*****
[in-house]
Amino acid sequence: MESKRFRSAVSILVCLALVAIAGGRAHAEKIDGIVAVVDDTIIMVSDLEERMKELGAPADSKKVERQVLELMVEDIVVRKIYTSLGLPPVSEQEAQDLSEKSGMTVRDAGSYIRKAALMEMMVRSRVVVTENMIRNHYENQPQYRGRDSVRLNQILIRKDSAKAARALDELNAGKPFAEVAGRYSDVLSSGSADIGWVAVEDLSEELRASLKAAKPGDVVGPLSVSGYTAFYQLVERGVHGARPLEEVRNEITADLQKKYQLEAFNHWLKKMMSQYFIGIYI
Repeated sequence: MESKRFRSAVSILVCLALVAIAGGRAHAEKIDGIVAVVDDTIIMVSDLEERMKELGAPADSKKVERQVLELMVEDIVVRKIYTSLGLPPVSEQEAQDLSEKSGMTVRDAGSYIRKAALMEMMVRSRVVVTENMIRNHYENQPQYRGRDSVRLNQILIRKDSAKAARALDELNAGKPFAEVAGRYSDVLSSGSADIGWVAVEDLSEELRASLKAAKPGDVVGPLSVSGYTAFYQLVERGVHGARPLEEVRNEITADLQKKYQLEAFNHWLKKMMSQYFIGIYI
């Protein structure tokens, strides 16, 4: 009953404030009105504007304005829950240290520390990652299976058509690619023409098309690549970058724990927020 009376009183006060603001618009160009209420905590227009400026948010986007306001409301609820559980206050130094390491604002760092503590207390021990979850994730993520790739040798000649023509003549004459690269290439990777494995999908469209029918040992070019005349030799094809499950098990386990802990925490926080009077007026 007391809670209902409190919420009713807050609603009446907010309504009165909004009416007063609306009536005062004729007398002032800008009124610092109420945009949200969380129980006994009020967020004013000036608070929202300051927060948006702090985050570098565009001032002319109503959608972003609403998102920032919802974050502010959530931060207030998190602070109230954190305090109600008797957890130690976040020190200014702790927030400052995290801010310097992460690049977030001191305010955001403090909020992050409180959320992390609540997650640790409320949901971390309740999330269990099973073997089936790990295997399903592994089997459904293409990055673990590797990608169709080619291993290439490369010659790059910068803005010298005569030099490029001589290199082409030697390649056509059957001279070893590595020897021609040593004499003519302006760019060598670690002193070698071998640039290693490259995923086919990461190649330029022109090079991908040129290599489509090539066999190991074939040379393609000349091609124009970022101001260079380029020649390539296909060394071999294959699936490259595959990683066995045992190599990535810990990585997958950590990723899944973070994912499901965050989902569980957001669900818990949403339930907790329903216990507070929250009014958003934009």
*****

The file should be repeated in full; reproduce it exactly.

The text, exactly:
[in-house]
Amino acid sequence: MESKRFRSAVSILVCLALVAIAGGRAHAEKIDGIVAVVDDTIIMVSDLEERMKELGAPADSKKVERQVLELMVEDIVVRKIYTSLGLPPVSEQEAQDLSEKSGMTVRDAGSYIRKAALMEMMVRSRVVVTENMIRNHYENQPQYRGRDSVRLNQILIRKDSAKAARALDELNAGKPFAEVAGRYSDVLSSGSADIGWVAVEDLSEELRASLKAAKPGDVVGPLSVSGYTAFYQLVERGVHGARPLEEVRNEITADLQKKYQLEAFNHWLKKMMSQYFIGIYI
Repeated sequence: MESKRFRSAVSILVCLALVAIAGGRAHAEKIDGIVAVVDDTIIMVSDLEERMKELGAPADSKKVERQVLELMVEDIVVRKIYTSLGLPPVSEQEAQDLSEKSGMTVRDAGSYIRKAALMEMMVRSRVVVTENMIRNHYENQPQYRGRDSVRLNQILIRKDSAKAARALDELNAGKPFAEVAGRYSDVLSSGSADIGWVAVEDLSEELRASLKAAKPGDVVGPLSVSGYTAFYQLVERGVHGARPLEEVRNEITADLQKKYQLEAFNHWLKKMMSQYFIGIYI
């Protein structure tokens, strides 16, 4: 009953404030009105504007304005829950240290520390990652299976058509690619023409098309690549970058724990927020 009376009183006060603001618009160009209420905590227009400026948010986007306001409301609820559980206050130094390491604002760092503590207390021990979850994730993520790739040798000649023509003549004459690269290439990777494995999908469209029918040992070019005349030799094809499950098990386990802990925490926080009077007026 007391809670209902409190919420009713807050609603009446907010309504009165909004009416007063609306009536005062004729007398002032800008009124610092109420945009949200969380129980006994009020967020004013000036608070929202300051927060948006702090985050570098565009001032002319109503959608972003609403998102920032919802974050502010959530931060207030998190602070109230954190305090109600008797957890130690976040020190200014702790927030400052995290801010310097992460690049977030001191305010955001403090909020992050409180959320992390609540997650640790409320949901971390309740999330269990099973073997089936790990295997399903592994089997459904293409990055673990590797990608169709080619291993290439490369010659790059910068803005010298005569030099490029001589290199082409030697390649056509059957001279070893590595020897021609040593004499003519302006760019060598670690002193070698071998640039290693490259995923086919990461190649330029022109090079991908040129290599489509090539066999190991074939040379393609000349091609124009970022101001260079380029020649390539296909060394071999294959699936490259595959990683066995045992190599990535810990990585997958950590990723899944973070994912499901965050989902569980957001669900818990949403339930907790329903216990507070929250009014958003934009």